A gay, black, intellectual New York teen is sent to live with relatives in the hostile alien territory of the South in John G. Young’s drama “Rivers Wash Over Me.” Young’s films (“Parallel Sons,” “The Reception”) depend on his thesps’ ability to flesh out their characters and naturalize their idiosyncratic, often interracial relationships. Here, adolescent lead Derrick L. Middleton fails to build a convincing character, leaving his castmates to react in a void, with the exception of Elizabeth Dennis, virtually carrying the film through sheer force of personality. Pic’s interlaced themes, never fully jelling, may nevertheless spark distrib interest.
The film opens in Jefferson, N.C., with the arrival of Sequon (Middleton); self-effacing to the point of autism (though his radical T-shirts speak volumes), he alienates everyone he meets. His star athlete cousin Michael (Cameron Mitchell Mason), with whom he bunks, brutally rapes him as an expression of his own closeted homosexuality. Quoting James Baldwin in English class earns Sequon the disgust of his white English teacher and the enmity of fellow student and drug dealer Ahmed (Duane McLaughlin), who denies his own intelligence by refusing to go to college. Black and white school kids alike look on Sequon with contempt, united in their willingness to beat him up.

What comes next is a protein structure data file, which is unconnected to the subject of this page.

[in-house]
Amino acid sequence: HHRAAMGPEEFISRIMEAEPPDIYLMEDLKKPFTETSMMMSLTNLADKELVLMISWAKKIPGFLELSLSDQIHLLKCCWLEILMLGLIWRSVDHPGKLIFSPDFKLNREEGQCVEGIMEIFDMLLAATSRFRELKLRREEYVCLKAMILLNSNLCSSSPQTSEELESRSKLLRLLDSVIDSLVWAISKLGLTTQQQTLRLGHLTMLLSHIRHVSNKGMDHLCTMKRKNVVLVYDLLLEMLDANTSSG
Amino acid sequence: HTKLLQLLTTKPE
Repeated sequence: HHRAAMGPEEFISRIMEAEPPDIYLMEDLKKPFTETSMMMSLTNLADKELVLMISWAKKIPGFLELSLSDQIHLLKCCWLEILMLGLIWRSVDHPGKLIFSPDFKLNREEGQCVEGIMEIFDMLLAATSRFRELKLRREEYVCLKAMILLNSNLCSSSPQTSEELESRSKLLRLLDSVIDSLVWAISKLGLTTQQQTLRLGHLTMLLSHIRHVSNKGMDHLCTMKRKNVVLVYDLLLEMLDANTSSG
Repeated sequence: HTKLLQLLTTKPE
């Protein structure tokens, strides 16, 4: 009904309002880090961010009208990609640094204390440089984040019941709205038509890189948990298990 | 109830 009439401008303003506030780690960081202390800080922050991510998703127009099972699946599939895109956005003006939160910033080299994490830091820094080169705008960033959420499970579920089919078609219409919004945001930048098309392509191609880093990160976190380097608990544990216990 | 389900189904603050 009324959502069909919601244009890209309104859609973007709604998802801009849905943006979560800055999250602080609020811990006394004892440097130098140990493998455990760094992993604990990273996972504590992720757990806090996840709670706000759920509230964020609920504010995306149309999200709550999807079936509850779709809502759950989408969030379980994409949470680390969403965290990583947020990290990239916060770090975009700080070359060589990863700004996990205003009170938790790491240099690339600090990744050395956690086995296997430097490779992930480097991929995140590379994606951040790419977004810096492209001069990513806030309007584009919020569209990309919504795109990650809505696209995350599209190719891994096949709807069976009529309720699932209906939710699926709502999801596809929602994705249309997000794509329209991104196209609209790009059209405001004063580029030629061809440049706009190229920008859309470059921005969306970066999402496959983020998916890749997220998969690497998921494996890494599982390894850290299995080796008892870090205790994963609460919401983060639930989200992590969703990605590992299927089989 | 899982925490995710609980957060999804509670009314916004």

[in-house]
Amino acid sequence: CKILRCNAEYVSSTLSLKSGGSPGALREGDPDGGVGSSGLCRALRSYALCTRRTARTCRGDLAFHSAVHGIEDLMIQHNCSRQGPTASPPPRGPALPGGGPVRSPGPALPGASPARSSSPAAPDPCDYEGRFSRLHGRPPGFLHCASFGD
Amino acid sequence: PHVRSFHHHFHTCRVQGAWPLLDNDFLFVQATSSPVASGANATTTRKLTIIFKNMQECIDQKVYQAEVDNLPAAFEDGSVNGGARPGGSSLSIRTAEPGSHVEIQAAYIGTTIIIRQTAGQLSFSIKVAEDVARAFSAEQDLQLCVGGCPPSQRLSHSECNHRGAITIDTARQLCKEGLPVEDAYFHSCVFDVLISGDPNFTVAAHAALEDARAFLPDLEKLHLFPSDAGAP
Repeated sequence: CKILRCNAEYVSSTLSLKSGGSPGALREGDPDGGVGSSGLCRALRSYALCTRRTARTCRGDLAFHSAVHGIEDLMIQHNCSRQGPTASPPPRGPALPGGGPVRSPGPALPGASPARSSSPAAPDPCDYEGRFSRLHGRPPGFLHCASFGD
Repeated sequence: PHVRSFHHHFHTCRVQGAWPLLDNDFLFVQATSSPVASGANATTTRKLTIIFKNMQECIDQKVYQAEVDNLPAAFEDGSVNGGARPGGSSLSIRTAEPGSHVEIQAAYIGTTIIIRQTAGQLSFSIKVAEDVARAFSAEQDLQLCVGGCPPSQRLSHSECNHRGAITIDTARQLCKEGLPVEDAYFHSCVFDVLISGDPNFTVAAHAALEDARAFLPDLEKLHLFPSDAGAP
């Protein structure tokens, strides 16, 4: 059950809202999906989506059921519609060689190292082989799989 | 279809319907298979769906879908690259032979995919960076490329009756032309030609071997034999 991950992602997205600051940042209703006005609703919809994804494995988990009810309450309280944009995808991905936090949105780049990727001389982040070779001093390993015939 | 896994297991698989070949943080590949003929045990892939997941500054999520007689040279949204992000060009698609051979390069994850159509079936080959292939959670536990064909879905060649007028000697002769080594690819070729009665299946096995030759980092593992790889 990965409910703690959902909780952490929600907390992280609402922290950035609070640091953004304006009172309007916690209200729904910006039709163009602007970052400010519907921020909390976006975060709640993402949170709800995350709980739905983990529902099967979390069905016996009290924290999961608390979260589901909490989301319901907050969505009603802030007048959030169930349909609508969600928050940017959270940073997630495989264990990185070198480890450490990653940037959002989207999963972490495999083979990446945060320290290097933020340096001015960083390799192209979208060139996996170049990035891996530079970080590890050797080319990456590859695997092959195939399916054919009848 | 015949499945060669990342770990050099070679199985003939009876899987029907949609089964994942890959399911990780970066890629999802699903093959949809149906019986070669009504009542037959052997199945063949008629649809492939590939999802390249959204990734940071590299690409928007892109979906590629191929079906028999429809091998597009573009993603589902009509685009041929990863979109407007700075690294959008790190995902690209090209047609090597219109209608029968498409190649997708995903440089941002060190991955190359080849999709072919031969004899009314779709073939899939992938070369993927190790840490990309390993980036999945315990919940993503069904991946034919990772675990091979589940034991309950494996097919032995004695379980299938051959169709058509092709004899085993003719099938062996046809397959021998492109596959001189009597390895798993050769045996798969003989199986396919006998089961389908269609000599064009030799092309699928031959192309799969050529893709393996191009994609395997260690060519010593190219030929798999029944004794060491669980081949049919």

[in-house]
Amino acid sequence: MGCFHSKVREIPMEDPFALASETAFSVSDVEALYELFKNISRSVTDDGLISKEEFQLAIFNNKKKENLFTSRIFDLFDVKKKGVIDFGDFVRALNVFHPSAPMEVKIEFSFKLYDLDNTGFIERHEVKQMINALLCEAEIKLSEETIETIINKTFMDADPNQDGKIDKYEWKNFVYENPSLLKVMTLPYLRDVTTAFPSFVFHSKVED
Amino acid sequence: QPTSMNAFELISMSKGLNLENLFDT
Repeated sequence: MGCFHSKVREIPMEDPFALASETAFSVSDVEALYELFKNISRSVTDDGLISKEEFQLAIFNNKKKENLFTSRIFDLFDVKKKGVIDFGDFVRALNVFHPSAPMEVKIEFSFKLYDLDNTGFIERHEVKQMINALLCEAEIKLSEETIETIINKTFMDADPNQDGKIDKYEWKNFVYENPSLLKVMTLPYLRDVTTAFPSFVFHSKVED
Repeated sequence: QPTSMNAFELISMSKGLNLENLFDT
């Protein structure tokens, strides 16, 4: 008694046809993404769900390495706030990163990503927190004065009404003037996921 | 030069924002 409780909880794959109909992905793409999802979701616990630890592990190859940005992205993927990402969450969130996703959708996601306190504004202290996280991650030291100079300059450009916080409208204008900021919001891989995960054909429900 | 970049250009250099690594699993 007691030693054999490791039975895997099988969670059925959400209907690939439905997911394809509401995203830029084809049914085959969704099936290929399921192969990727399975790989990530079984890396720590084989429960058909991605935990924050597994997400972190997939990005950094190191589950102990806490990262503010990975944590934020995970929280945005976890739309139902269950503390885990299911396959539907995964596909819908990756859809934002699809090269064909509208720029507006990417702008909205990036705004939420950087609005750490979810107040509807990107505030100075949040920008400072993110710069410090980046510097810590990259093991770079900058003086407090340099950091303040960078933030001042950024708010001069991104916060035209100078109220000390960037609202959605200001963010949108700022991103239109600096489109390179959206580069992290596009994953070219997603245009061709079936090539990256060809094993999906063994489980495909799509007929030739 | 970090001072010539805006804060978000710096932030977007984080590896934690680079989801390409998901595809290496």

Sequon receives little support from his cousin Charles (co-scripter/co-producer Darien Sills-Evans), the recently installed town sheriff, who is struggling to maintain integrity within the highly compromised racial politics of the region. Although unstated, it is clear that having a gay resident in his upscale house would complicate his situation. Charles will live to profoundly regret his cowardice at the pic’s close.
Only Ahmed’s white g.f., Lori (Dennis), a self-destructive, slutty-looking, coked-up rich girl with a mile-wide sweet streak, dares to befriend Sequon, who reminds her of her gay brother Jake (Aidan Schultz-Meyer). Soon the siblings are hanging with Sequon, showing him the town and teaching him to swim.
Ultimately, “Rivers” contains the elements of a fascinating film about the lies, denials, cover-ups and compromises underneath the fragile racial balance of a small Southern town. Unfortunately, they lie scattered across its surface like so many signposts — eminently readable, even interesting, but rarely compelling.
The fault may lie somewhat with Young’s mise-en-scene, which tends to underline thematic points rather than develop them organically. But virtually any scene with Dennis explodes spectacularly. She effortlessly synthesizes her character’s contradictory aspects, energizes the film’s flow and conveys the tensions in the town with personal immediacy. One wonders how well “Rivers” might have turned out with an equally dynamic actor at its core.